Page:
# Is there a deep reason why springs combine like capacitors?

I was solving a practice Physics GRE and there was a question about springs connected in series and parallel. I was too lazy to derive the way the spring constants add in each case. But I knew how capacitances and resistances add when they are connected in series/parallel. So I reasoned that spring constants should behave as capcitances because both springs and capacitors store energy.

This line reasoning did give me the correct answer for how spring constants add, but I was just curious if this analogy makes sense, and if it does, how far one can take it. That is, knowing just that two things store energy, what all can you say will be similar for the two things.

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Electrical analogies of mechanical elements such as springs, masses, and dash pots provide the answer. The "deep" connection is simply that the differential equations have the same form.

In electric circuit theory, the across variable is voltage while the through variable is current.

The analogous quantities in mechanics are force and velocity. Note that in both cases, the product of the across and through variables has the unit of power.

(An aside, sometimes it is convenient to use force and velocity as the across and through variables respectively while other times, it is more convenient to switch those roles.)

Now, assuming velocity is the through variable, velocity and electric current are analogous. Thus, displacement and electric charge are analogous.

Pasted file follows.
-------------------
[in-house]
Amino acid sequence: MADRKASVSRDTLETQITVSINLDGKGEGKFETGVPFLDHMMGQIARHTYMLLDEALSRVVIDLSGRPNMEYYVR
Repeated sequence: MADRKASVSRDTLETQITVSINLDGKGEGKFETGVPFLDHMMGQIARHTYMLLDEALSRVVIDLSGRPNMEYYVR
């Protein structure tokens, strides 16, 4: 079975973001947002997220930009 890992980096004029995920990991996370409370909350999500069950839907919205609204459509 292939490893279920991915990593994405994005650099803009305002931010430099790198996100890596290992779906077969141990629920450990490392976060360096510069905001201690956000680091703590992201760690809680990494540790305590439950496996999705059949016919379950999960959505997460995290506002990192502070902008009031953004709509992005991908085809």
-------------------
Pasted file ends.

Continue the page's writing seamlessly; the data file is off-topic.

For a spring, we have $f = kd \rightarrow d = \frac{1}{k}f$ while for a capacitor we have $Q = CV$.

For a mass, we have $f = ma = m\dot v$ while for an inductor we have $V = L \dot I$

Finally, for a dashpot, we have $f = Bv$ while for a resistor we have $V = RI$.

So, we have

$\frac{1}{k} \rightarrow C$

$m \rightarrow L$

$B \rightarrow R$

For a nice summary with examples, see this.

UPDATE: In another answer, RubenV questions the answer given above. His reasoning requires an update.

Alfred Centauri's answer is not correct. The analogy he mentions is true, but it is irrelevant as it does not tell you anything about components in series or in parallel.

In fact, it is relevant and it does tell you everything about components in series or in parallel. Let's review:

When two circuit elements are in parallel, the voltage across each is identical.

When two circuit elements are in series, the current through each is identical.

This is fundamental and must be kept in mind when moving to the mechanical analogy.

In the mechanical analogy where a spring is the mechanical analog of a capacitor:

force is the analog of voltage

velocity is the analog of current.

Keeping this in mind, consider two springs connected in mechanical parallel and note that the velocity (rate of change of displacement) for each spring is identical.

But recall, in this analogy, velocity is the analog of current. Thus, the equivalent electrical analogy is two capacitors in series (identical current).

In series, capacitance combines as so:

$\dfrac{1}{C_{eq}} = \dfrac{1}{C_1} + \dfrac{1}{C_2}$

With the spring analogy, $C \rightarrow \frac{1}{k}$ , this becomes:

$k_{eq} = k_1 + k_2$

The key point to take away from this is that mechanical parallel is, in this analogy, circuit series since, in mechanical parallel, the velocity (current) is the same, not the force (voltage).